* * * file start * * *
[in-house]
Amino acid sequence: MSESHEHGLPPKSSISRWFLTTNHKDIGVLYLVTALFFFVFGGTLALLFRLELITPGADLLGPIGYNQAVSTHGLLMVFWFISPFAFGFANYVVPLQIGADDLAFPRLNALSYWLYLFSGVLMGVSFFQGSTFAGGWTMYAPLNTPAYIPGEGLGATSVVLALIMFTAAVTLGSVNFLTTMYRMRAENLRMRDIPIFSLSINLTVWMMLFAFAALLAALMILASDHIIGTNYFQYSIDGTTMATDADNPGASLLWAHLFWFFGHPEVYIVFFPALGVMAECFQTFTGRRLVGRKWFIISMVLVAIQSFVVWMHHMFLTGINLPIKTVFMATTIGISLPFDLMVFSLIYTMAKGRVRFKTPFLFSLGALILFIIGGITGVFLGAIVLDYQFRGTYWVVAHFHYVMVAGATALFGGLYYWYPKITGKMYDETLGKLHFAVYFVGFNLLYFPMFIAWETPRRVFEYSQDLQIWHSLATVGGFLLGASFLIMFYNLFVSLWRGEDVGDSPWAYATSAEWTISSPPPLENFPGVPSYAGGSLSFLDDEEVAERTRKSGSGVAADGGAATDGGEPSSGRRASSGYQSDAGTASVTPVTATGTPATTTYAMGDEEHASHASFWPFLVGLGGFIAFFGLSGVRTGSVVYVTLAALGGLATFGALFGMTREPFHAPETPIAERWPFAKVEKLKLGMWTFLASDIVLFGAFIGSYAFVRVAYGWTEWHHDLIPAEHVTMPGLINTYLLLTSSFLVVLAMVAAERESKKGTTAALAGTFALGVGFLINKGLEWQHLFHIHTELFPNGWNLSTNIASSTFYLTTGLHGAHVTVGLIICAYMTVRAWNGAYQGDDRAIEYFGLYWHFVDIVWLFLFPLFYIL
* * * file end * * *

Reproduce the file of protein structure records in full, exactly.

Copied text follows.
[in-house]
Amino acid sequence: MSESHEHGLPPKSSISRWFLTTNHKDIGVLYLVTALFFFVFGGTLALLFRLELITPGADLLGPIGYNQAVSTHGLLMVFWFISPFAFGFANYVVPLQIGADDLAFPRLNALSYWLYLFSGVLMGVSFFQGSTFAGGWTMYAPLNTPAYIPGEGLGATSVVLALIMFTAAVTLGSVNFLTTMYRMRAENLRMRDIPIFSLSINLTVWMMLFAFAALLAALMILASDHIIGTNYFQYSIDGTTMATDADNPGASLLWAHLFWFFGHPEVYIVFFPALGVMAECFQTFTGRRLVGRKWFIISMVLVAIQSFVVWMHHMFLTGINLPIKTVFMATTIGISLPFDLMVFSLIYTMAKGRVRFKTPFLFSLGALILFIIGGITGVFLGAIVLDYQFRGTYWVVAHFHYVMVAGATALFGGLYYWYPKITGKMYDETLGKLHFAVYFVGFNLLYFPMFIAWETPRRVFEYSQDLQIWHSLATVGGFLLGASFLIMFYNLFVSLWRGEDVGDSPWAYATSAEWTISSPPPLENFPGVPSYAGGSLSFLDDEEVAERTRKSGSGVAADGGAATDGGEPSSGRRASSGYQSDAGTASVTPVTATGTPATTTYAMGDEEHASHASFWPFLVGLGGFIAFFGLSGVRTGSVVYVTLAALGGLATFGALFGMTREPFHAPETPIAERWPFAKVEKLKLGMWTFLASDIVLFGAFIGSYAFVRVAYGWTEWHHDLIPAEHVTMPGLINTYLLLTSSFLVVLAMVAAERESKKGTTAALAGTFALGVGFLINKGLEWQHLFHIHTELFPNGWNLSTNIASSTFYLTTGLHGAHVTVGLIICAYMTVRAWNGAYQGDDRAIEYFGLYWHFVDIVWLFLFPLFYIL